A sermon preached at St Mary’s, Iffley by Graham Low on 13th August 2023
We seem to be living in a world full of great challenge: in recent days we have read of forest fires in various parts of the world and especially Hawaii, record global temperatures leading to drought and famine as well as an acceleration of thawing of the arctic and Antarctic icecaps, the destruction of the Amazon rain forest, the war in Ukraine, and so on. Such challenges are far from new, but their sheer scale and impact seem bigger than before. The world of the Old Testament was also one with many hard times affecting large numbers of people. The prophets repeatedly spoke of them. But they also had an unwavering sense that God was about. They believed that God was actively revealing his power, his forgiveness, his truth, and his love. And they saw signs of God’s activity whatever the apparent or real darkness was about. They acknowledged problems, but in the end their messages were of hope during hard times. And that is the case in tonight’s words of poetry from Psalm 85.
The earlier verses of the psalm are the result of a desperate situation brought about by years of drought and famine. The singer pleads with God by recalling the many past times when God eventually transformed such situations for good.
Lord you were favourable to your land. You forgave the iniquity of your people, and pardoned their sin, turning away from wrath and hot anger.
Restore us again. Put away your indignation. Will you be angry with us and future generations. Revive us and show us your steadfast love, and save us.
We may imagine that a pause followed the earnest plea in this Psalm. Perhaps there was a time of listening. And so we come to the words we have just spoken. Then we begin to hear what the singer heard of God’s reply. It is a wonderful message of shalom. All will be well. The psalmist confidently says that he will hear what God says to his people, the faithful people of his covenant, so that they may not return to folly. Glory is near and will be with them.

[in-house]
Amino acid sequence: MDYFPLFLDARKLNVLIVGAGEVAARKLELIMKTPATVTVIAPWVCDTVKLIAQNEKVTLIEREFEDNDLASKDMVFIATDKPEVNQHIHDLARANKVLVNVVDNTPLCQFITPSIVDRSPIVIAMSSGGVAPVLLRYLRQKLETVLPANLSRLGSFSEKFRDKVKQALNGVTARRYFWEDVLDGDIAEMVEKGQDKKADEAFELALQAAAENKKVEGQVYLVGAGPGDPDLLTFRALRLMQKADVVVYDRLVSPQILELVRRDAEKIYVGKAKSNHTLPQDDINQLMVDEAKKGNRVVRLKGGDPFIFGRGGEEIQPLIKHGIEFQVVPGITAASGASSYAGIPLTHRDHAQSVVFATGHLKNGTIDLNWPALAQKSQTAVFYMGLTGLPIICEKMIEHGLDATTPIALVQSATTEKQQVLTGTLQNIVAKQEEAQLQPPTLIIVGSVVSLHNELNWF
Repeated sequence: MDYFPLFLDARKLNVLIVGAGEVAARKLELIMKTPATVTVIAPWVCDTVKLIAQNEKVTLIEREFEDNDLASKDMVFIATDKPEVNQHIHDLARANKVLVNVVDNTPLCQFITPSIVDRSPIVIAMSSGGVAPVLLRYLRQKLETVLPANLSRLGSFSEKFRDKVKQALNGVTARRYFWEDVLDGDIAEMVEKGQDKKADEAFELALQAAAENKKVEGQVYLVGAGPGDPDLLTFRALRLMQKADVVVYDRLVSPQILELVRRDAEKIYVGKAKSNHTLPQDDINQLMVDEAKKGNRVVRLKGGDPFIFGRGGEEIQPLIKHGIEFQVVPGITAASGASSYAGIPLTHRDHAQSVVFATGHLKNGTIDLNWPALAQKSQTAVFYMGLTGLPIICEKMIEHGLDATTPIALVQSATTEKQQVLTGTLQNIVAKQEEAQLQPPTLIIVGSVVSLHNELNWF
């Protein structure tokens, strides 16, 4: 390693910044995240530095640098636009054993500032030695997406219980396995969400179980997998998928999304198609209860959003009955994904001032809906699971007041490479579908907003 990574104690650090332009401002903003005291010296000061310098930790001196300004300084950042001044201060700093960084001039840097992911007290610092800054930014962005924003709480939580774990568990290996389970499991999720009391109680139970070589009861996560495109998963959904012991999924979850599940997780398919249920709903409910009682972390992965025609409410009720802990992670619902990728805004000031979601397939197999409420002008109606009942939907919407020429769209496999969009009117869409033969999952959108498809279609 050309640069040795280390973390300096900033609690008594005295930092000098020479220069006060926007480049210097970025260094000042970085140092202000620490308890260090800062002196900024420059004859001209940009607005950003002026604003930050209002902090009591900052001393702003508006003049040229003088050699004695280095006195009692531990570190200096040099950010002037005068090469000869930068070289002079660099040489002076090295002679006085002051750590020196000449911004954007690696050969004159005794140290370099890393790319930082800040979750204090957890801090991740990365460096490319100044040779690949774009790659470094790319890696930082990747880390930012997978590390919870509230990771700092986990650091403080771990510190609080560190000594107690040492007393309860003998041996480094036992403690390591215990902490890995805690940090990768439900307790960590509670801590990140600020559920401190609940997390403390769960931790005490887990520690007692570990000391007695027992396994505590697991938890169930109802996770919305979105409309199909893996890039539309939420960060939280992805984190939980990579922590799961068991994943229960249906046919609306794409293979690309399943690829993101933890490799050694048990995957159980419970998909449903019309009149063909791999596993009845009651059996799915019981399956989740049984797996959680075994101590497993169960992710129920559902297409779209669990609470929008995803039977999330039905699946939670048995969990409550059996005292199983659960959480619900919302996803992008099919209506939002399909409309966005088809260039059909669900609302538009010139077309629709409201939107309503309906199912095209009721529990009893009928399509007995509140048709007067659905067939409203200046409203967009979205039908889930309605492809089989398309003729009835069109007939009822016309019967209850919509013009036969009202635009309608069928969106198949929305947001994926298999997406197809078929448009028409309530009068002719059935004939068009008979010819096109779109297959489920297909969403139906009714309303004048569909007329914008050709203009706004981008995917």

The singer recounts a vision in which the grace of God comes in what would have been seen as angelic forms of love, faithfulness and right order. They are seen as in happy communion. They embrace and kiss. They respond to each other both from heaven and from earth. They are making way for God to come to save and to bless.
The vision is very poetic. But, as I have implied, it is not presented in words that we would use today. We would not see the light of hope in this way. But it is wonderful that we have people today that have a profound sense of hope even in the darkest of times. They do so in what they say, in what they write and in their way of being. Perhaps one of the best public and accessible sources of hearing about this hope is in Thought for the Day on Radio 4. And there are people among us who radiate something of this glory. In spite of the darkness around them, they radiate a saintliness which comes from their confidence in the ultimate triumph of love, faithfulness, truth and goodness. Even in the great suffering of the world, they see that good will eventually spring up from around us and that heaven will grant blessing of this good. Love and peace will kiss each other, and glory will dwell on the earth again. Such people see the world as suffused with God’s love. They see his light beyond the darkness. We see this in the lives of mothers, of nurses, of teachers and people in so many walks of life. Somehow they mediate the power of love to those around them, by their faith and love. By the way of their life God’s love is revealed.
And yet this is a calling for every one of us, and for all who love God. In whatever hardships we may endure, we are to pray from the depths. We are called to hold up to God the sufferings of the world, with a faith that acknowledges and gives thanks for the ways in which God has and will save us. We are called to be with those who are listening for God to speak. We are called to be ready and willing to put God forward in our lips and in our lives. We are all people who are called to embody God’s peace, to help reveal that ultimately all will be well.